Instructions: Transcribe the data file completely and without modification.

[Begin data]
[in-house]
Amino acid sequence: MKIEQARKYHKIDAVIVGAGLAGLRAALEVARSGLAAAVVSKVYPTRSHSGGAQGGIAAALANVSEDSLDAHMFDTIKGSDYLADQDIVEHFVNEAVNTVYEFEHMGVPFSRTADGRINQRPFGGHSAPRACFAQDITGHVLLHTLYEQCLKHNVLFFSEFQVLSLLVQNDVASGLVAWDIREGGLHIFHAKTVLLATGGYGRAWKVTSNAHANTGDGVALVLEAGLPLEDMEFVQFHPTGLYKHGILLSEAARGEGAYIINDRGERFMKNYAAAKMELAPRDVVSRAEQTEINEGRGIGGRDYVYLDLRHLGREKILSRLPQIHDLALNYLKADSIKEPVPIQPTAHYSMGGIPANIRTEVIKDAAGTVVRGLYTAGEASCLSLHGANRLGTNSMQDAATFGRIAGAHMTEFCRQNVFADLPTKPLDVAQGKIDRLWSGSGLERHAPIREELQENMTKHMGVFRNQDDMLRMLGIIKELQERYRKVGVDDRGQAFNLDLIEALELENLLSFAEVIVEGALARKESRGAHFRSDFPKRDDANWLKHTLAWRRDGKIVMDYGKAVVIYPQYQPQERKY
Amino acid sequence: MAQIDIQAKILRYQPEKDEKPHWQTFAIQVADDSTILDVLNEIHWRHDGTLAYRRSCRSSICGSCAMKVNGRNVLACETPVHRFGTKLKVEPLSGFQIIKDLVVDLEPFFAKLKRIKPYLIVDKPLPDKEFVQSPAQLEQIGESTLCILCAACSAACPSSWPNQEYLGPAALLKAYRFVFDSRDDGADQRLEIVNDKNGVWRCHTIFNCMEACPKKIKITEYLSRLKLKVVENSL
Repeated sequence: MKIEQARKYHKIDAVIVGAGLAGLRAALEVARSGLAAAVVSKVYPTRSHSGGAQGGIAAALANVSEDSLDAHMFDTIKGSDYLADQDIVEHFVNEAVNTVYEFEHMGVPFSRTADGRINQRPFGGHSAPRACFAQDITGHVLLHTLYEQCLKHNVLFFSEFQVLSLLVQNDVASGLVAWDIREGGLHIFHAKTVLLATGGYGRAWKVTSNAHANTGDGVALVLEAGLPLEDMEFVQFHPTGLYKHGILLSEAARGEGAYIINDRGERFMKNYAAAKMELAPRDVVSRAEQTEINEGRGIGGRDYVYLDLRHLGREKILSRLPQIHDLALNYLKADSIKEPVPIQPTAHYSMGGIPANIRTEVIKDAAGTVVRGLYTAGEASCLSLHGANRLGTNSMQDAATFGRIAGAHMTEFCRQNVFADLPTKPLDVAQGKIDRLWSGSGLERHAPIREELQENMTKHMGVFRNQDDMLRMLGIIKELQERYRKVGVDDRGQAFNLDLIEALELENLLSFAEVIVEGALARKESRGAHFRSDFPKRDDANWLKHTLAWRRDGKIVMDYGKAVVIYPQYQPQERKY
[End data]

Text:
[in-house]
Amino acid sequence: MKIEQARKYHKIDAVIVGAGLAGLRAALEVARSGLAAAVVSKVYPTRSHSGGAQGGIAAALANVSEDSLDAHMFDTIKGSDYLADQDIVEHFVNEAVNTVYEFEHMGVPFSRTADGRINQRPFGGHSAPRACFAQDITGHVLLHTLYEQCLKHNVLFFSEFQVLSLLVQNDVASGLVAWDIREGGLHIFHAKTVLLATGGYGRAWKVTSNAHANTGDGVALVLEAGLPLEDMEFVQFHPTGLYKHGILLSEAARGEGAYIINDRGERFMKNYAAAKMELAPRDVVSRAEQTEINEGRGIGGRDYVYLDLRHLGREKILSRLPQIHDLALNYLKADSIKEPVPIQPTAHYSMGGIPANIRTEVIKDAAGTVVRGLYTAGEASCLSLHGANRLGTNSMQDAATFGRIAGAHMTEFCRQNVFADLPTKPLDVAQGKIDRLWSGSGLERHAPIREELQENMTKHMGVFRNQDDMLRMLGIIKELQERYRKVGVDDRGQAFNLDLIEALELENLLSFAEVIVEGALARKESRGAHFRSDFPKRDDANWLKHTLAWRRDGKIVMDYGKAVVIYPQYQPQERKY
Amino acid sequence: MAQIDIQAKILRYQPEKDEKPHWQTFAIQVADDSTILDVLNEIHWRHDGTLAYRRSCRSSICGSCAMKVNGRNVLACETPVHRFGTKLKVEPLSGFQIIKDLVVDLEPFFAKLKRIKPYLIVDKPLPDKEFVQSPAQLEQIGESTLCILCAACSAACPSSWPNQEYLGPAALLKAYRFVFDSRDDGADQRLEIVNDKNGVWRCHTIFNCMEACPKKIKITEYLSRLKLKVVENSL
Repeated sequence: MKIEQARKYHKIDAVIVGAGLAGLRAALEVARSGLAAAVVSKVYPTRSHSGGAQGGIAAALANVSEDSLDAHMFDTIKGSDYLADQDIVEHFVNEAVNTVYEFEHMGVPFSRTADGRINQRPFGGHSAPRACFAQDITGHVLLHTLYEQCLKHNVLFFSEFQVLSLLVQNDVASGLVAWDIREGGLHIFHAKTVLLATGGYGRAWKVTSNAHANTGDGVALVLEAGLPLEDMEFVQFHPTGLYKHGILLSEAARGEGAYIINDRGERFMKNYAAAKMELAPRDVVSRAEQTEINEGRGIGGRDYVYLDLRHLGREKILSRLPQIHDLALNYLKADSIKEPVPIQPTAHYSMGGIPANIRTEVIKDAAGTVVRGLYTAGEASCLSLHGANRLGTNSMQDAATFGRIAGAHMTEFCRQNVFADLPTKPLDVAQGKIDRLWSGSGLERHAPIREELQENMTKHMGVFRNQDDMLRMLGIIKELQERYRKVGVDDRGQAFNLDLIEALELENLLSFAEVIVEGALARKESRGAHFRSDFPKRDDANWLKHTLAWRRDGKIVMDYGKAVVIYPQYQPQERKY